The simultaneous appearance of Scott Eyman’s fine new biography of Cecil B. DeMille, Empire of Dreams: The Epic Life of Cecil B. DeMille, and Paramount Home Video’s lush new Blu-ray edition of DeMille’s 1956 “The Ten Commandments” provide an opportunity to return to this often maligned, frequently caricatured filmmaker (not least by himself), whose best work continues to provide waves of pleasure.
I personally wouldn’t place the ’56 “Ten Commandments” at the summit of DeMille’s art, but the Paramount set also contains a Blu-ray remastering of the far more entertaining 1923 “Ten Commandments,” in which the Biblical scenes serve as a 50-minute prologue to a contemporary story — a full-bodied, beautifully structured melodrama about two brothers (somber, serious Richard Dix and flighty, larcenous Rod LaRocque) in love with the same not-so-helpless waif (Leatrice Joy). It’s a film full of visual invention, including a sequence that, as Eyman points out, Hitchcock re-created almost shot-for-shot in “Psycho.”
DeMille never seemed to catch the interest of the Cahiers boys, perhaps because his career was coming to an end just as theirs were beginning, but he was a great favorite of renegades like Luc Moullet, Michel Mourlet and the MacMahonists. Here’s the great Jacques Lourcelles (in my own crude translation) writing on DeMille’s hallucinatory 1930 “Madame Satan,” a film that still must be seen to be disbelieved:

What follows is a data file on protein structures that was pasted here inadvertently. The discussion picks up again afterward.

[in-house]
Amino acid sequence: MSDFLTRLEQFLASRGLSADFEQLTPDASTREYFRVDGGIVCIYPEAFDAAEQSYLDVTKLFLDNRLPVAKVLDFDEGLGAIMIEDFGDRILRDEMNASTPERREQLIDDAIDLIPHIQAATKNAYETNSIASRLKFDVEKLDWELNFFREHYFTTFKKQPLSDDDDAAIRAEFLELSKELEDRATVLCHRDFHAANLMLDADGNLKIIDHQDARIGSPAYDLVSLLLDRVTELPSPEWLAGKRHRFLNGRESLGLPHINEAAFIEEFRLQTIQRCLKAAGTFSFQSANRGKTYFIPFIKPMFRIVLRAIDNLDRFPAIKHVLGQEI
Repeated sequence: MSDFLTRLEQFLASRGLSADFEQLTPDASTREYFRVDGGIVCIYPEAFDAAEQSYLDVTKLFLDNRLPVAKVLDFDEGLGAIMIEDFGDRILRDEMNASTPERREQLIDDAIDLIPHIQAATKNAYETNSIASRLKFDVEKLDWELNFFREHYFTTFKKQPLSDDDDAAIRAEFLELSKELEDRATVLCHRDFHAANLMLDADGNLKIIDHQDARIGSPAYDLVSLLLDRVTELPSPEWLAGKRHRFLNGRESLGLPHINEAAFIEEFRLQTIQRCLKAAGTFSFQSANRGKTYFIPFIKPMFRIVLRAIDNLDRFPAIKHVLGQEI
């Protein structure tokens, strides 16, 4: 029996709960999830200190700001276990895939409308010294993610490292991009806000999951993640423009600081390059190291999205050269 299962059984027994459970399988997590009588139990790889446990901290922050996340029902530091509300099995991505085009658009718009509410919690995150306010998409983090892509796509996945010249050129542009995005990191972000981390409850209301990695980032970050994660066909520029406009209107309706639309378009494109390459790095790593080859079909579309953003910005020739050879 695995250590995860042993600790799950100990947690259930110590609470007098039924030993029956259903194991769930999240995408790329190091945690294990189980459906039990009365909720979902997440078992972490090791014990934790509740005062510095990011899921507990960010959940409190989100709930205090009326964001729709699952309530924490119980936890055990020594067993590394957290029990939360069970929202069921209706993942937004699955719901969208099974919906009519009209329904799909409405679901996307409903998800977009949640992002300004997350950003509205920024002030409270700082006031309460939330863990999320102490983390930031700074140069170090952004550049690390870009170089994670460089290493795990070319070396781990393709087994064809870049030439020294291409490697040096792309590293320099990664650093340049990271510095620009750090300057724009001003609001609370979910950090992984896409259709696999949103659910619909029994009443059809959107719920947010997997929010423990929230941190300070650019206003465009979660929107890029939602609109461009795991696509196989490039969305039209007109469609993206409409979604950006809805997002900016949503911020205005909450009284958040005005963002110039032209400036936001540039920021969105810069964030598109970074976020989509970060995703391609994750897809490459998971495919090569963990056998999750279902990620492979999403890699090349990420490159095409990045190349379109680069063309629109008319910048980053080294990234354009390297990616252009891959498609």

For DeMille, the ideal film is a spectacular entertainment, rich in psychological and social observations when he describes the contemporary world, capable of conveying social, political and religious ideas. For him, the cinema is a completely serious art, in terms of the sincerity of his convictions and the ardor with which he works to communicate them to the public, but there is no reflection of his seriousness of purpose in the construction of his films. By filling the spectator’s eye, mind and imagination, he naturally creates a space capable of conveying any conceivable idea, no matter how morally rigorous or austere. Such is the credo of Cecil B. DeMille, a cineaste whose delirious fantasies continue to astound the spectator of today, even if we share none of his attitudes.
Some further pensees of my own, here in the New York Times.